I found that the Safety Switches on the lock handles that were suppose to cut the power were not working. Someone had locked the doors in the OPEN position which I always had them UNLOCKED for an EMERGENCY closing.

The one cable that closes the door was forced to the limits. It lifted the doors and snapped. A new cable was installed but I was ordered to rewind it on the Motor Pulley and fix it. Boy! Did I have a time making the doors ‘meet’ just right in the center. I made sure those door locks were UNLOCKED before I closed them again!

I’ve heard a few stories (sic) on No. 3 Elevator…one about the car that was damaged!!!

I was the Hangar Bay Operator of Elevator No. 3 and it can’t be moved with the help of the ‘A’ Division crew. They had to give me power to move it and all they had to do was open valves to get the fluid moving when I used the Manual Handle to raise it, lower it or fold it with full power.

When I heard the order over the P.A. system ‘Emergency of Raising the No. 3 Elevator’ I ran up and low and be-hold, it got this Ford car by the roof and was dragging it along the dock.

It stopped when it hit the mooring head, and the Elevator just cut it open even before I could get it up.

At that time, I was laughing inside…not to let anyone see me laughing…for I could have been put on report.  I read one person said it hit a fire plug!…I have to disagree…there wasn’t a fire plug to be had where we where. I’ve been called the ‘Car Killer’ from a lot of shipmates and many other things even to this day…OH! TO BE AN OFFICER AND PARK ANYWHERE!!!…It WAS an Officer’s car.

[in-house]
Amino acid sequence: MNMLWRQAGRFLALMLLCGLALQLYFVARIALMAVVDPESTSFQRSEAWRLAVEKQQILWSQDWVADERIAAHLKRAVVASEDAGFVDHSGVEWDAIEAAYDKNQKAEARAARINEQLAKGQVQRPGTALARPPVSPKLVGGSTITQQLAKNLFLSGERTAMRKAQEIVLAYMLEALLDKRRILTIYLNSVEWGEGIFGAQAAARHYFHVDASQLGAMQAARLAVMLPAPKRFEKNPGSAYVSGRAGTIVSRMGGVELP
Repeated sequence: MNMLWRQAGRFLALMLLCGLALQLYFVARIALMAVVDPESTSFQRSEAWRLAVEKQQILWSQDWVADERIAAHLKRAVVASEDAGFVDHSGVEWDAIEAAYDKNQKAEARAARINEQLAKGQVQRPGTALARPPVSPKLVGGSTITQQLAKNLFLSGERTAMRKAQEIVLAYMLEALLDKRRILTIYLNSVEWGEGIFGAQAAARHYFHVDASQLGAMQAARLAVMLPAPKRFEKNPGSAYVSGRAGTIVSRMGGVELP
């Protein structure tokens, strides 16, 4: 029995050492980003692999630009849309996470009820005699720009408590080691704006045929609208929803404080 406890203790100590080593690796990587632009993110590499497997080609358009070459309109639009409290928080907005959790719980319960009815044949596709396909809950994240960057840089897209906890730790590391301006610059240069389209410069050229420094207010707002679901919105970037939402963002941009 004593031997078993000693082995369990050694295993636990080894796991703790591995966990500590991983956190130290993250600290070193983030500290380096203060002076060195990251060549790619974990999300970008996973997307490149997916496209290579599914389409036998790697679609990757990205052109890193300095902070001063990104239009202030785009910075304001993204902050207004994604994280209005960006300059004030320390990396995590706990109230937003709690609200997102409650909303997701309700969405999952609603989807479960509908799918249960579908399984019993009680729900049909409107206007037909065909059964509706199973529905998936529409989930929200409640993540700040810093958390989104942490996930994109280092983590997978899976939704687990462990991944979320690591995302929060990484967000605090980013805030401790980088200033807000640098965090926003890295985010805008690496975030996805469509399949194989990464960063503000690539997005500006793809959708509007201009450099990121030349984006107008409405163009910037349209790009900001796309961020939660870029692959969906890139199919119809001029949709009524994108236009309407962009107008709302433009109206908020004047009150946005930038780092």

At one time, I was a Plane Pusher, like so many of my fellow shipmates in the V3 Division. The Division Officer at the time was Lt. Smith…Well!…he took me off of the Plane Crew and moved me to Safety Man when planes were being moved around in the Hangar Bays…then…when at sea we had some rough weather.

When moving a plane the ship was rolling and I blew the whistle to stop the plane but it was to late…the plane moved to the side with the front wheel off the deck and hit another plane’s refueling…Well!…the Nozzel went right in the center of the “O” of the 3 number of the planes nose (a Cougar)…the No. could have been ‘206’. That was my short lived Safety Man’s postion!

I remember all of this even if it has been years back and I must say there were a lot of other things that went on but who can remember them all. At our ages we’re lucky to remember anything!!!

I’m still in contact with a few from V3 Division to this day. But, many have passed away that I know of and may they Rest in Peace.

By going to reunions, my wife Marylou and I have met a lot of other great people from WWII and later until Intrepid was retired.

As a FCM, I plan on going to as many reunions before I won’t be able to anymore…at least…if more reunions are scheduled!



FCM Richard Oberheim, V3 Division, ’53-57

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  1. Greetings! Very useful advice within this article! It is the little changes that make the largest changes.
    Thanks a lot for sharing!

    • Jeannette, thank you for you comments, but I have a question! Within the notice I received of your ‘comments’ being submitted to my Blog (ref: Hanger Deck Fresh’ie) there was also a showing of the following …”HANGER DECK FRESH’IE My first time in a storm… When I joined the Navy in 1953, as like others, I went to boot camp at … “. I am curious as to what the rest of this particular comment was or did you inadvertently ‘submit’ your comment prematurely? I anticipate your reply, and I will be glad to post on my Blog. You can reply back to cv11texfcm@gmail.com . Have a great day.